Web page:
One: A Dad Reflects on His Daughters First Year of Life


First Year of Life

She turns one today. My little Elliot Grace is all grows’d up and she’s all grows’d up. I can’t believe her first year of life has already passed us by.

One year ago today, Elliot Grace entered the world and shattered my naiveté about fatherhood. Sure, I’d been brought up to speed about the untold sleepless nights, the endless crying, the difficulties of feeding, the moments when you simply cannot console your child. I’d been told the horror stories of tantrums and wails in the public square accompanied by the judgmental stares of strangers perched in their towers of superiority. Diaper blowouts at the grocery store that leave you in a lurch looking for the closest bathroom in which to hose her down, massive amounts of spontaneous spit-up that run down your freshly pressed shirt just as you’re about to head out the door, the first moment of defiance as she throws food in your face because she’s tired of eating pureed peas, the adjustment in friendships as you focus inward on your family for a season while attempting to discover this new rhythm of life; I was prepped for all of these moments and more.*

I was one of the privileged few fathers able to experience the joy and agony as a stay-at-home dad–sometimes both joy and agony occurred simultaneously, I think most stay-at-home parents can identify with this seemingly contradictory emotional state. I will never forget those first 10-months** but during that time I was confronted with something unexpected: myself. No one ever told me that day-in and day-out, as a parent, you would be continually confronted with yourself, with your own selfishness, with your own unmet desires and unfulfilled wishes, with the fact that you are continually forced to choose: her or me. Parenthood is a perpetual cycle of self-sacrifice and every day, if you pay close attention, you die just a little bit more to yourself as you give more and more of yourself to your child. It’s actually a beautiful image of the gospel taking root in your life.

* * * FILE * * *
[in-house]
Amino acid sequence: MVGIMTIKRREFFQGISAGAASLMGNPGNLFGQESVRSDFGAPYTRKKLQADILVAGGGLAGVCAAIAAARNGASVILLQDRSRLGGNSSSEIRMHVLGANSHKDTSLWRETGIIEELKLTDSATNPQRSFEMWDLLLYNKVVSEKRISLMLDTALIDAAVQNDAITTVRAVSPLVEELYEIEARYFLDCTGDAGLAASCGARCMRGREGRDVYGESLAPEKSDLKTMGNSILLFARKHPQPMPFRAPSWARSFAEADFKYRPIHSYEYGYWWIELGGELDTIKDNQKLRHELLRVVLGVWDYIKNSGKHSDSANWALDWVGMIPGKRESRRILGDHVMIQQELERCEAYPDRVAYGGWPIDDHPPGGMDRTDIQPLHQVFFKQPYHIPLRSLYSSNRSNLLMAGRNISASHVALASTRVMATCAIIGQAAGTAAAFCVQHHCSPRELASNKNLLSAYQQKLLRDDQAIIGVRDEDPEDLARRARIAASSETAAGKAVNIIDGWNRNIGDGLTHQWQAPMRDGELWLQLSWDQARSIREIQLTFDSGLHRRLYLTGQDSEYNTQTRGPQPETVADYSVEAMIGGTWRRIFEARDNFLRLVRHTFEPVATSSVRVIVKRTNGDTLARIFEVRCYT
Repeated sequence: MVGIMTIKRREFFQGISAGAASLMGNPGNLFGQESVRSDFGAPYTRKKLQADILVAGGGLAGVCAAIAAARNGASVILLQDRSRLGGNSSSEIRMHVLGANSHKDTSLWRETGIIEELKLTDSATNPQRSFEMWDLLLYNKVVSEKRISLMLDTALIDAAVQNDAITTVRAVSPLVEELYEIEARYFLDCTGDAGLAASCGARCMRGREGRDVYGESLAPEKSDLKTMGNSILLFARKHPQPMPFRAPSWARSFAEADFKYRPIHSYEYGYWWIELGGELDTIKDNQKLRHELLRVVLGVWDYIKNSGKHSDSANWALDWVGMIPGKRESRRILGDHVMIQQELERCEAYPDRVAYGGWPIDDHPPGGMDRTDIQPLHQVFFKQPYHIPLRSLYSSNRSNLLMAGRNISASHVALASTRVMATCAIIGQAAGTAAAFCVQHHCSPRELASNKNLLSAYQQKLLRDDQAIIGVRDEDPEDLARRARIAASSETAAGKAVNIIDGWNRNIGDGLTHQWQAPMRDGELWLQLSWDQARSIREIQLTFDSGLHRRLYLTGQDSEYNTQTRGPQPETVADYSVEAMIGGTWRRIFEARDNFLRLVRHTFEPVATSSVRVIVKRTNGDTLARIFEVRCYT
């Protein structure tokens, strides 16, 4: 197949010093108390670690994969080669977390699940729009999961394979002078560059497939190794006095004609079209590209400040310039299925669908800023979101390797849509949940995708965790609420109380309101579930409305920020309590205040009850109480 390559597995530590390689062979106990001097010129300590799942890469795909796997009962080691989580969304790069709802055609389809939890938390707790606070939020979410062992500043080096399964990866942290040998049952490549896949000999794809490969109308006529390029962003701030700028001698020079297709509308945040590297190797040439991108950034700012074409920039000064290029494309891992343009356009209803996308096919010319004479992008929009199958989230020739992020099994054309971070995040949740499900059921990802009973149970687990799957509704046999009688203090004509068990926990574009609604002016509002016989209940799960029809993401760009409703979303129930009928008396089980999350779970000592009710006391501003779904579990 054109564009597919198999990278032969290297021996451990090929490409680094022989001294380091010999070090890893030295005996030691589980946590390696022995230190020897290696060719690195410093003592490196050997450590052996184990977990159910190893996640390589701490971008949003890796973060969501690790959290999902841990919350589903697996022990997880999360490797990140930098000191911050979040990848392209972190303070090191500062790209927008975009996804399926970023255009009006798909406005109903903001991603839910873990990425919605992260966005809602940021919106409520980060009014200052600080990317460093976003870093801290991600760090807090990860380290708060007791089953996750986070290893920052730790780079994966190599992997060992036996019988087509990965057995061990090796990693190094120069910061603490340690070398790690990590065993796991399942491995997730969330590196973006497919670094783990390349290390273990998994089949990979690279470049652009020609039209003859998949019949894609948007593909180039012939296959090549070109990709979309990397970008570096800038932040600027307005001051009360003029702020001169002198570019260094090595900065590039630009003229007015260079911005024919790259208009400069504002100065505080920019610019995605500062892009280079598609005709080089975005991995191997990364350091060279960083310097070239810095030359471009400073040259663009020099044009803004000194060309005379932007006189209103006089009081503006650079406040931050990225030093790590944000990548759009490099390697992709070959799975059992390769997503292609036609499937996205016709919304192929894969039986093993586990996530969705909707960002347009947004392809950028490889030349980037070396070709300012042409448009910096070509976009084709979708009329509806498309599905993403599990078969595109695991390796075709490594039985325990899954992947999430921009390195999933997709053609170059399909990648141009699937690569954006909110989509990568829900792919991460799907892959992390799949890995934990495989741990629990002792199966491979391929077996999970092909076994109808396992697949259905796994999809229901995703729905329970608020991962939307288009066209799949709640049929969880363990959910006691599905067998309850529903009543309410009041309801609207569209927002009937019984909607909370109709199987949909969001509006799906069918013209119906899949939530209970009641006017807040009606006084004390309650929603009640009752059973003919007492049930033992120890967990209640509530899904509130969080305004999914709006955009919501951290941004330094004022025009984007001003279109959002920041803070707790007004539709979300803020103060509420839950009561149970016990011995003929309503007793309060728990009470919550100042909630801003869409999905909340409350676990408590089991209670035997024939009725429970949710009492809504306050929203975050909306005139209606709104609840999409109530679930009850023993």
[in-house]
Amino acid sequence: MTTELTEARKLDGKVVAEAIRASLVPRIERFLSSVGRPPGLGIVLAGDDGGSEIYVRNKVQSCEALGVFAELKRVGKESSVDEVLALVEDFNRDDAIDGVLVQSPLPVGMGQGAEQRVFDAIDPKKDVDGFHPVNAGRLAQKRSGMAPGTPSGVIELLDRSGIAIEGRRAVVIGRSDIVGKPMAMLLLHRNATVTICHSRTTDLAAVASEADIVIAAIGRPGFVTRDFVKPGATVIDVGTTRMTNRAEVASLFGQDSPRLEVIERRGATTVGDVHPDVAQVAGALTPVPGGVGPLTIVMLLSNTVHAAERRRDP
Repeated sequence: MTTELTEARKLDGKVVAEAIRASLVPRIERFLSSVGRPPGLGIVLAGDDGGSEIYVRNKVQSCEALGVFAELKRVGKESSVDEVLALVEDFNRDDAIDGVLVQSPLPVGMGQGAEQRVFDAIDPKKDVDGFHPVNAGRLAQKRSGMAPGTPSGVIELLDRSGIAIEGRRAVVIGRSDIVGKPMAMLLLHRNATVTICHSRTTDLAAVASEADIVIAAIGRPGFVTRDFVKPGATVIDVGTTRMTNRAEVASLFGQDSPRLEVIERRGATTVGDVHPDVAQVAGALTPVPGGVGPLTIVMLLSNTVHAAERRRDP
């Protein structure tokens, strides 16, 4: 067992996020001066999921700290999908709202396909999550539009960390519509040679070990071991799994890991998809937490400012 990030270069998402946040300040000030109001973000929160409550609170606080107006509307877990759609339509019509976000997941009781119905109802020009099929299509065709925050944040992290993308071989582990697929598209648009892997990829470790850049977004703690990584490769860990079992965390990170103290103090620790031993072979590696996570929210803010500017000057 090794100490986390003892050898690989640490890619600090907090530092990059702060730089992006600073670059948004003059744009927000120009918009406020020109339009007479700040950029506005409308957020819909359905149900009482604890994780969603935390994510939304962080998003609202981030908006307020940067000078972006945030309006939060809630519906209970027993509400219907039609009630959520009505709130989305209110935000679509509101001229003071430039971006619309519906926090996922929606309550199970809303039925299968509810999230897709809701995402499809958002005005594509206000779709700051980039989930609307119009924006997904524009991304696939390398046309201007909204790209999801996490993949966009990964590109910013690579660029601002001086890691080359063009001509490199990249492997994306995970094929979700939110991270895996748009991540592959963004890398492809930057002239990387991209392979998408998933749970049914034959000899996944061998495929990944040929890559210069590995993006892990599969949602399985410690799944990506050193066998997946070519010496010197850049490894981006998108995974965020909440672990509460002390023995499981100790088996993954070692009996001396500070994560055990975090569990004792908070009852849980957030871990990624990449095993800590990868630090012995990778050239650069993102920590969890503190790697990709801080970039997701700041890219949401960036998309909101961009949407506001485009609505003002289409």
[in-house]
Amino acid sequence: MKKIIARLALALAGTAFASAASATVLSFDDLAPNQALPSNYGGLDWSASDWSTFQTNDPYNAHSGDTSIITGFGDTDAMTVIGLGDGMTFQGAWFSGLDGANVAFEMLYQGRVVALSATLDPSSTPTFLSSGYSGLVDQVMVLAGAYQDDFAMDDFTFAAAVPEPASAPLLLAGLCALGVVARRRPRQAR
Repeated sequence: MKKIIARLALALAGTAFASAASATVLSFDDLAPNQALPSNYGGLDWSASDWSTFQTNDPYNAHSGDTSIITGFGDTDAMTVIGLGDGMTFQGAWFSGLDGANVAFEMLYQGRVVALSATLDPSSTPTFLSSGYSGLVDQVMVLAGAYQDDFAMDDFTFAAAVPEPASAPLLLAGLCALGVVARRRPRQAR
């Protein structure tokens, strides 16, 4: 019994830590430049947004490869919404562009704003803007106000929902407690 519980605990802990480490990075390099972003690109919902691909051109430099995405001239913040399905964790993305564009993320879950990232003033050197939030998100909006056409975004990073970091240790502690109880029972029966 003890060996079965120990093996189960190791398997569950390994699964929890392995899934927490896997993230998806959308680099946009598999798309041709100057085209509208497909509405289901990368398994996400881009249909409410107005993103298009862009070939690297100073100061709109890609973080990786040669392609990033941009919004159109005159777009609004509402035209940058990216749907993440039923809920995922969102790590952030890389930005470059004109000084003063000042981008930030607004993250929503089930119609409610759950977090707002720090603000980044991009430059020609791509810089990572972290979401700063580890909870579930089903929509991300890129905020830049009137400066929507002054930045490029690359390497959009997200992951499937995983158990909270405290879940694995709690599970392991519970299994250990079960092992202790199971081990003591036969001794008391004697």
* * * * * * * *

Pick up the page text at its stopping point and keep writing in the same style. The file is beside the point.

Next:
There is nothing that I wouldn’t give for this little girl. There is nothing that I would not sacrifice to make sure that she is okay, that she feels safe, that she knows she is loved. There is nothing that I would not do to prevent her pain, to protect her, to make sure that she has everything she needs. And perhaps that has been the steepest learning curve: I do have the capacity to love another person more than myself.

In her short year of life, this little girl has changed my world teaching me more than I ever expected possible. She continually brings joy wherever she goes and has this tremendous ability to make people smile making friends with anyone and everyone—especially strangers who are instantly captured in her web of joy. She has such a vigor and excitement for life and an inherent love and concern for people. I look forward to watching her blossom into an amazing woman whom I have no doubt will leave this world a better place than before she graced us with her presence, for she has already changed mine.

* I was able to handle some of these moments with more grace than others… but I maintain that the older gentleman at the Whole Foods who stared at me over his glasses with such an air of arrogance and superiority while squawking, “could you please keep your child quiet?” totally deserved the over-the-top sarcastic-laden scolding I gave him. I will admit, watching him walk away deflated with his tail between his legs was quite satisfying. (Elliot approved too. She wasn’t even crying when the man entered into his momentary ignorance, she was just really exuberant and excited to be at Whole Foods learning about fresh produce.)

** I believe those 10-months solidified her as a daddy’s girl!



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